Answer to question 2:  If you just sit there staring at the computer, wondering were you should start, you're not ready to start.  When you are ready, you'll know.  You will stop preparing, and begin working (it may even happen when you're not looking).  Do your homework, make a prototype to throw away, crappy sketches, anything to get the juices flowing.  Again, this is very personal, but because you haven't actually "started" anything yet, you'll find it easy to make mistakes, try new things, and create.

 

Just my thoughts.  Having just finished writing a 650+ page programming book, I can tell you that (at least for me) every time I tried to sit down and write, if I wasn't ready, it didn't work.


I think, therefore I am. I think? - "George Carlin"
Indie Game Programming

#7 Tutorial Doctor   Members   -  Reputation: 1643

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Posted 27 February 2014 - 06:21 PM

If that doesn't sound like me, what does! haha. 

 

I have actually done some research on this issue, which considers all the phases to developing a game (or anything for that matter). I found it on youtube after a discussion I had somewhere on this site (I have had plenty of detailed discussions).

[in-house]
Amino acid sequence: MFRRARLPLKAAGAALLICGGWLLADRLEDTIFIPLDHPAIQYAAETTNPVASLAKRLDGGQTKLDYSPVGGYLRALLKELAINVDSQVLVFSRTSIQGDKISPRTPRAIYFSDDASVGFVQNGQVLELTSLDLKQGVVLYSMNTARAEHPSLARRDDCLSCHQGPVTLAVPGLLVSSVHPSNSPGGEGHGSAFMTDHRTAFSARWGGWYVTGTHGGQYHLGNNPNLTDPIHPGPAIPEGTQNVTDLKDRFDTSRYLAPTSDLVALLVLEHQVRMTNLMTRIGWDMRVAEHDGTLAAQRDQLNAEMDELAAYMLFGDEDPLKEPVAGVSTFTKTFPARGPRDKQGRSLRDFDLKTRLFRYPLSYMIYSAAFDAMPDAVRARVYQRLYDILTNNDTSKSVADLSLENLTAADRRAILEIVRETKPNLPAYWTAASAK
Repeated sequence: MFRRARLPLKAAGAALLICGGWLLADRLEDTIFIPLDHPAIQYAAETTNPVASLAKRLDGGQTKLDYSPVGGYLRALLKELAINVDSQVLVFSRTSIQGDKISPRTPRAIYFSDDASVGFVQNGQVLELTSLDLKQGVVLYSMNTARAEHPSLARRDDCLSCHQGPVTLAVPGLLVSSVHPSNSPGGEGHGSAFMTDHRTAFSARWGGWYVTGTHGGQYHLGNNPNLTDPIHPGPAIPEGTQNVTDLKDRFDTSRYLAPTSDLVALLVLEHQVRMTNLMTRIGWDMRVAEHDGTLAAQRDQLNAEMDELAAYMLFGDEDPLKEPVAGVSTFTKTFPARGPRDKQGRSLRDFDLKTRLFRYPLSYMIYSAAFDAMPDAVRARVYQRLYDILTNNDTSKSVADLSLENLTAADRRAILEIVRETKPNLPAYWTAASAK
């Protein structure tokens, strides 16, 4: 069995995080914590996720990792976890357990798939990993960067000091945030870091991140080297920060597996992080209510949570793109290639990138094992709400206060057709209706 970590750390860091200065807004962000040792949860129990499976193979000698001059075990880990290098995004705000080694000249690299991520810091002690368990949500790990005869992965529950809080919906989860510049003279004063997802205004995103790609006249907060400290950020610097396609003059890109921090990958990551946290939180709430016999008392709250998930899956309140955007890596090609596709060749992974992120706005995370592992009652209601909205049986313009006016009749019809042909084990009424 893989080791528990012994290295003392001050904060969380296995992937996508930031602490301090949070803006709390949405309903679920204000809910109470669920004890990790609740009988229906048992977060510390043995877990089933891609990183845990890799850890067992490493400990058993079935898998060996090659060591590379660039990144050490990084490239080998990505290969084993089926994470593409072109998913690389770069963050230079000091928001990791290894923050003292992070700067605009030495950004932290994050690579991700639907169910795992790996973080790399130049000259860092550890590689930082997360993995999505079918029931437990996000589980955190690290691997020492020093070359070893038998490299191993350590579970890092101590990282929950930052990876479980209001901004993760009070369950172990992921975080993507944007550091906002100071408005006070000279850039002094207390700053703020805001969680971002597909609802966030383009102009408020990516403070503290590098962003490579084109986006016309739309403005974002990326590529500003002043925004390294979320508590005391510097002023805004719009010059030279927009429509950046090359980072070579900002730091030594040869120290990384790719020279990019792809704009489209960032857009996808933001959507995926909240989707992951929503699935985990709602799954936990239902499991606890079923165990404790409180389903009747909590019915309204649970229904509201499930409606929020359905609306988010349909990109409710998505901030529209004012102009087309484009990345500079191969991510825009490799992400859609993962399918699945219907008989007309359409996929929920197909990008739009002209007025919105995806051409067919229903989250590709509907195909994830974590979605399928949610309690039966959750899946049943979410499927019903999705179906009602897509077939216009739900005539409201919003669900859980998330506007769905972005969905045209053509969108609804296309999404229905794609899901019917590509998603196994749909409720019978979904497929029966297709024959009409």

The article was on wikipedia, but I forget the keyword I typed in to get it (I will find it later and post it here when I get my iPad back). 

 

But you have to consider all phases of the production. Planning is only part of it. You have legal stuff to think about and such (so that no one steals your idea perhaps and runs with it). 

 

I wish I had my iPad so I can post the list here. 

 

My question to you is, "Is it actually plausible?" Do you have all the skills it takes to handle all facets of the process? Art stuff and programming stuff? Going to be on a team? Solo?

 

I can say so much on this topic, but I have said enough (read my journals and topics) haha. 


They call me the Tutorial Doctor.


#8 TheSasquatch   Members   -  Reputation: 452

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Posted 27 February 2014 - 07:24 PM

Happens to me every time. When writing papers in college, I always spent about as much time staring at an empty document trying to write the first line as I spent writing the rest of the paper. Same with programming projects. The trick I eventually found for papers was that the first line doesn't have to be good. It can be a complete joke--it's entire purpose is to sit there and make the page look less empty and intimidating. Then you get started and hopefully remember to replace it before you turn the paper in. I've found it kind of works for code, too, though you'll want to replace the joke line/crappy tutorial copypasta/whatever ASAP.